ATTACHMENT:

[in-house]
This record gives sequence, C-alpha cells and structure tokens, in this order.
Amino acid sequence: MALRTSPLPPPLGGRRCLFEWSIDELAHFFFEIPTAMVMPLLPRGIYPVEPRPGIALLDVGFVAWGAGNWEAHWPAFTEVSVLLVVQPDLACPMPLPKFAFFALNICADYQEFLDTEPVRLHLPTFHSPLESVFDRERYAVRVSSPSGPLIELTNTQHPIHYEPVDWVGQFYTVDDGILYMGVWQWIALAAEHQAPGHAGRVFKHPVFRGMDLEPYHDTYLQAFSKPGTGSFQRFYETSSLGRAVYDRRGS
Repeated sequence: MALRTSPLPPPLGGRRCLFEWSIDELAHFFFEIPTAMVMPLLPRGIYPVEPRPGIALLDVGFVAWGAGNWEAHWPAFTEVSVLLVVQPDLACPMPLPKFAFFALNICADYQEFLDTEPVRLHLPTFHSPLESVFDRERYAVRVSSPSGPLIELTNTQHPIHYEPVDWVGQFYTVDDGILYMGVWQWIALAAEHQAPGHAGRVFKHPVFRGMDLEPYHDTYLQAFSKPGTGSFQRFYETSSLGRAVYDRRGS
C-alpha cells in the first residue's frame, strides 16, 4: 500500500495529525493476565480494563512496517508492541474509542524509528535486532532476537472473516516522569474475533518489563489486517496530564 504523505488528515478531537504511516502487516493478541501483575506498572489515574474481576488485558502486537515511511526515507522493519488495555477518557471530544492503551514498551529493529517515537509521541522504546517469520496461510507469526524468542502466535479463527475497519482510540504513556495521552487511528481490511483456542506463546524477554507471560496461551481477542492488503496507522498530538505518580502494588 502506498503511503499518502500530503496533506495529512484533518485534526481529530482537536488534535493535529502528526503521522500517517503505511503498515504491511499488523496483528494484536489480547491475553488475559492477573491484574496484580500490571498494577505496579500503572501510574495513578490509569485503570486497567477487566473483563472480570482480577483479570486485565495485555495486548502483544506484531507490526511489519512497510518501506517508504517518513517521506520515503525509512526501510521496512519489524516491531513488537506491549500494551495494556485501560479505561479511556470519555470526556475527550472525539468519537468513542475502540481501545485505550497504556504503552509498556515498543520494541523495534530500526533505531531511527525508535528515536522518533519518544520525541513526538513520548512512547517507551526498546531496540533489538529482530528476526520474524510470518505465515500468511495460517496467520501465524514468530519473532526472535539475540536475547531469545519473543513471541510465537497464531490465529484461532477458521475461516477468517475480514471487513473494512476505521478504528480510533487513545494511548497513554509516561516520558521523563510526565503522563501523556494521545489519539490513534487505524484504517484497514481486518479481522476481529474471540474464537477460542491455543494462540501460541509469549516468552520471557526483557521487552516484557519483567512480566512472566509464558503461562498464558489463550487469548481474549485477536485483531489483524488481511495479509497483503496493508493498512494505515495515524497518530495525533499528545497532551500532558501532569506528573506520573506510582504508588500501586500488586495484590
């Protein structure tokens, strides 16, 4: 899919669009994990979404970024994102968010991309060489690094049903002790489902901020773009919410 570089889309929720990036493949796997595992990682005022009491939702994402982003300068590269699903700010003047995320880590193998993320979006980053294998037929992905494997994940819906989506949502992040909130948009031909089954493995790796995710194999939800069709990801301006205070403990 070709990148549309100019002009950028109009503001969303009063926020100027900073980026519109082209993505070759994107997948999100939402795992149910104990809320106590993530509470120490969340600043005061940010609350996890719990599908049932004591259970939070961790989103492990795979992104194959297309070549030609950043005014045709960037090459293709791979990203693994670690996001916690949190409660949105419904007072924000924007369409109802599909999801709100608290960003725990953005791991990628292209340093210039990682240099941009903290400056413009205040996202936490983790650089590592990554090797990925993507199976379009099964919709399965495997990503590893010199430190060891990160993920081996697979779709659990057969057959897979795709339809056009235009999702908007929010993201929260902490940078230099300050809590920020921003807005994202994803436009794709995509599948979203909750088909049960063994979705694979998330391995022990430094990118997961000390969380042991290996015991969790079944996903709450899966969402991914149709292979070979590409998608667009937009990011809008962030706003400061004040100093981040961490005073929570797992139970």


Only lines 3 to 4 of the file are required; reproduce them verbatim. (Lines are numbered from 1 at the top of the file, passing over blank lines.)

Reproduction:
Amino acid sequence: MALRTSPLPPPLGGRRCLFEWSIDELAHFFFEIPTAMVMPLLPRGIYPVEPRPGIALLDVGFVAWGAGNWEAHWPAFTEVSVLLVVQPDLACPMPLPKFAFFALNICADYQEFLDTEPVRLHLPTFHSPLESVFDRERYAVRVSSPSGPLIELTNTQHPIHYEPVDWVGQFYTVDDGILYMGVWQWIALAAEHQAPGHAGRVFKHPVFRGMDLEPYHDTYLQAFSKPGTGSFQRFYETSSLGRAVYDRRGS
Repeated sequence: MALRTSPLPPPLGGRRCLFEWSIDELAHFFFEIPTAMVMPLLPRGIYPVEPRPGIALLDVGFVAWGAGNWEAHWPAFTEVSVLLVVQPDLACPMPLPKFAFFALNICADYQEFLDTEPVRLHLPTFHSPLESVFDRERYAVRVSSPSGPLIELTNTQHPIHYEPVDWVGQFYTVDDGILYMGVWQWIALAAEHQAPGHAGRVFKHPVFRGMDLEPYHDTYLQAFSKPGTGSFQRFYETSSLGRAVYDRRGS